The paintings to which this volume serves as a catalogue belonged once to one or the other member of the Sarabhai family. But, compared to so many other distinguished
collections which the family owned, and later gifted either to the Calico Museum of Textiles or the Sarabhai Foundation-of textiles, pichhwais, manuscripts, Jain artifacts, and south
Indian bronzes, among them-they have remained little know till now.
There is no dominant theme that runs through the collection, and paintings may not, by themselves, have been a dominant passion in the life of the Sarabhais but the works they
collected reflect great discrimination and aesthetic sensibility. What is mote, in the collection there is remarkable breadth and even the casual viewer would be struck by the well-
rounded view offers of the broad historical development of Indian painting. There are works here that come from as early as the 11th century and as late as the 19th; small Pala
works on palm-leaf jostle here against some of the earliest works done on paper when that material came into use; Mughal works like those from some of the most celebrated series
like the Hamza Nama or the Padshahnama stand close to dazzling folios from the so-called ‘Palam’ Bhagavata; the painter Chokha of Deogarh figures in the collection as much as
the great Nainsukh of Guler does.
The present volume, authored by one of India’s foremost art historians, invites one, through long and detailed notes, to linger over each work, and savour it. Looking at these
paintings with studied leisure can turn into an experience akin to slowly and gently unrolling an unending, embroidered scroll with one’s hands.
B.N. Goswamy, distinguished art historian, is Professor Emeritus of Art History at the Panjab University, Chandigarh. A leading authority on Indian art, his work covers a wide
range and is regarded, especially in the area of Pahari painting, as having influenced much thinking. He is the recipient of many honours, including the Jawaharlal Nehru Fellowship,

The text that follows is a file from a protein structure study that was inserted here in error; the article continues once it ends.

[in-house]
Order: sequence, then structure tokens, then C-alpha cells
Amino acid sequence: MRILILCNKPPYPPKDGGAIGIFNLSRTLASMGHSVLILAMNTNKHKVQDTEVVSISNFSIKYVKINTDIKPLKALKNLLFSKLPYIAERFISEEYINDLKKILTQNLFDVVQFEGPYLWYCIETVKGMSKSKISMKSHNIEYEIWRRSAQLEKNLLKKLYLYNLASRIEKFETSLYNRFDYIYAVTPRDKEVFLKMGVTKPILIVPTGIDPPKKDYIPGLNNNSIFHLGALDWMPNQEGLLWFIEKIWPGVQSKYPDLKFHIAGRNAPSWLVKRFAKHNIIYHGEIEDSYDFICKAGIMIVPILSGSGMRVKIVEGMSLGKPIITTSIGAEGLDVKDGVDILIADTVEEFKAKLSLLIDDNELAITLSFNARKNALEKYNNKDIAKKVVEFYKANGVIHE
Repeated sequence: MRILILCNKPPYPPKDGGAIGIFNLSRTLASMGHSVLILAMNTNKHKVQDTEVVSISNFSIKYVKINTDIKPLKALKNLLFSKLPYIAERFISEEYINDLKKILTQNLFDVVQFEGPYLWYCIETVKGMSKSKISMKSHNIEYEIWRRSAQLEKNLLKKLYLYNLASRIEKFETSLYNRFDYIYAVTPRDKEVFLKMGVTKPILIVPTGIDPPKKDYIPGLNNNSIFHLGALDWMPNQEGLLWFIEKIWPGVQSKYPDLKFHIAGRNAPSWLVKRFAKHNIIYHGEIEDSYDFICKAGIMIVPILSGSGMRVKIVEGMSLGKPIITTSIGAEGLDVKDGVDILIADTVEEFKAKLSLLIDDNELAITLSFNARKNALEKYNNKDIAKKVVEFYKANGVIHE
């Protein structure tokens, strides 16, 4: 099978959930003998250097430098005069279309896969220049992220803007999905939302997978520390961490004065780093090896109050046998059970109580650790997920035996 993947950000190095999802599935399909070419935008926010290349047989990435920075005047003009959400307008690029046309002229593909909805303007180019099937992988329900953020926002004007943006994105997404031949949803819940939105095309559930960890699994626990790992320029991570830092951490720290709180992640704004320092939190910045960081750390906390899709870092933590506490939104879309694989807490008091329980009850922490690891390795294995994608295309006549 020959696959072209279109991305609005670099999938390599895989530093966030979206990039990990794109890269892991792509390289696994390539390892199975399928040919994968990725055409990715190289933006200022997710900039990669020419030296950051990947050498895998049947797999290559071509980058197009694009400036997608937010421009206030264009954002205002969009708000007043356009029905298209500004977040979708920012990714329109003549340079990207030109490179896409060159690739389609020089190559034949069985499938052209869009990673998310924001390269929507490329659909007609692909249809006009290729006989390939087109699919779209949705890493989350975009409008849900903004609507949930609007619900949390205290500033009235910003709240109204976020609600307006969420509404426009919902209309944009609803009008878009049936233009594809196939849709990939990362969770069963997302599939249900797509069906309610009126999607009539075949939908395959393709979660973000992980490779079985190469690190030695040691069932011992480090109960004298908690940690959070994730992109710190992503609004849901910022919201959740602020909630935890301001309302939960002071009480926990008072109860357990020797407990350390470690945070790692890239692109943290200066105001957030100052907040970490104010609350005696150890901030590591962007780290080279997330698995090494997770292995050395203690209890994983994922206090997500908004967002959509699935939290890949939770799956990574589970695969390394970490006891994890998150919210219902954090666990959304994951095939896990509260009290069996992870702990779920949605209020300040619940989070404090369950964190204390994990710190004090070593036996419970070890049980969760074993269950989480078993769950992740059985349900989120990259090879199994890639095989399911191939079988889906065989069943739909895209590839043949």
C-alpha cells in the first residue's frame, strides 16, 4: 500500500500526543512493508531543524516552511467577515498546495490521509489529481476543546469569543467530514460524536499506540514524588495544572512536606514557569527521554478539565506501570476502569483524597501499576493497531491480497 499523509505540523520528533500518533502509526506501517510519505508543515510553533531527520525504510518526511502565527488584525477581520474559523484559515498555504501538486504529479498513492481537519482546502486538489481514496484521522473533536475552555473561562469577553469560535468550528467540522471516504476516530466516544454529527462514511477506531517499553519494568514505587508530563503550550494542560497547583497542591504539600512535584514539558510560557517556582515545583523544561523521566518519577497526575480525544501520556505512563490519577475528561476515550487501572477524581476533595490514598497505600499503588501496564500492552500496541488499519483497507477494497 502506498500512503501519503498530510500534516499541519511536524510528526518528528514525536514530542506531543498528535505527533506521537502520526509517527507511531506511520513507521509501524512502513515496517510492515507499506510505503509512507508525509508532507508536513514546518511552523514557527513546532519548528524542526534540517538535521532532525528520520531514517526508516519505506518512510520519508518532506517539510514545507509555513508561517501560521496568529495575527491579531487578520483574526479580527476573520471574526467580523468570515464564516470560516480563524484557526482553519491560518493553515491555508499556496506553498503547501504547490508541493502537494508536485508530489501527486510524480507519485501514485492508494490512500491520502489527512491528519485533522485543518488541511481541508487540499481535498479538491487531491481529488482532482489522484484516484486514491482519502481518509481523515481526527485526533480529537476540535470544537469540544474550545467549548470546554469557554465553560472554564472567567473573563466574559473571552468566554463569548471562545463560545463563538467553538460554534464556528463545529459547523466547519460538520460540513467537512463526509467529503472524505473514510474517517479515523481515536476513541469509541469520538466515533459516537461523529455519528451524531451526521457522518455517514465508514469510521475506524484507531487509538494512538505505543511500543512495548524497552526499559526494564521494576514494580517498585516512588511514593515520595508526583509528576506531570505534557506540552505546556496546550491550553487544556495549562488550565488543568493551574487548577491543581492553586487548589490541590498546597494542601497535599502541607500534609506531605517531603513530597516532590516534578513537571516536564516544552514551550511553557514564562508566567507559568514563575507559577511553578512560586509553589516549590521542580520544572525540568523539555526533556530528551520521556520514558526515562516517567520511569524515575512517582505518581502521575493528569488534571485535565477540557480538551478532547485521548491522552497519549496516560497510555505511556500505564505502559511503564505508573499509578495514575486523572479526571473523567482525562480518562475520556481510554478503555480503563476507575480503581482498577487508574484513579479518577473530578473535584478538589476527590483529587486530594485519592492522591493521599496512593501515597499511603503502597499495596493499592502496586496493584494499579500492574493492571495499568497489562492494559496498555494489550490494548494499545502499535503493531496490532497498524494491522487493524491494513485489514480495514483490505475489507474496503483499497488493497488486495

the Rietberg Award from Switzerland for Outstanding Research in Art History, the Padma Shri (1998) and the Padma Bhushan (2008) from the President of India.
Prof. Goswamy has written extensively. Among his publications are: Pahari Painting: the Family as the Basis of style (Marg, Bombay, 1968); Painters at the Sikh Court (Wiesbaden,
1975); Essence of Indian Art (San Francisco, 1986); Wonders of a Golden Age (with E. Fischer, Zurich, 1987); Pahari Masters: Court Painters of Northern India (with E. Fischer;
Zurich, 1992); Indian Costumes in the Collection of the Calico Museum of Textiles (Ahmedabad, 1993); Nainsukh of Guler : A great Indian Painter from a small Hill State(Zurich,
1997); Painted Visions: The Goenka Collection of Indian Painting (New Delhi, 1999); Piety and Splendour : Sikh Heritage in Art (New Delhi, 2000), Indian Costumes II: Patkas in
the collection of the Calico Museum of Textiles (Ahmedabad, 2002); Domains of Wonder (with Caron Smith; San Diego, 2005), and I See No Stranger: Early Sikh Art and
Devotion (with Caron Smith; New York, 2006).
As a guest curator, Professor Goswamy has been responsible for major exhibitions of Indian art in Paris, San Francisco, Zurich, San Diego, and Frankfurt. As Visiting Professor,
he has taught at some of the most prestigious Universities, including the Universities of Heidelberg, Pennsylvania, California(at Berkeley and Los Angeles), Zurich, and Texas (at
Austin), and lectured extensively at museums and universities in Europe, the U.S., and India.
The collection of paintings to which this volume draws attention and serves as a catalogue was not formed in the self- aware manner in which collections so often are: it simply
grew over a period of time. All works in it belonged at one time or the other to different members of the Sarabhai family- starting with Sri Ambalal Sarabhai himself- before being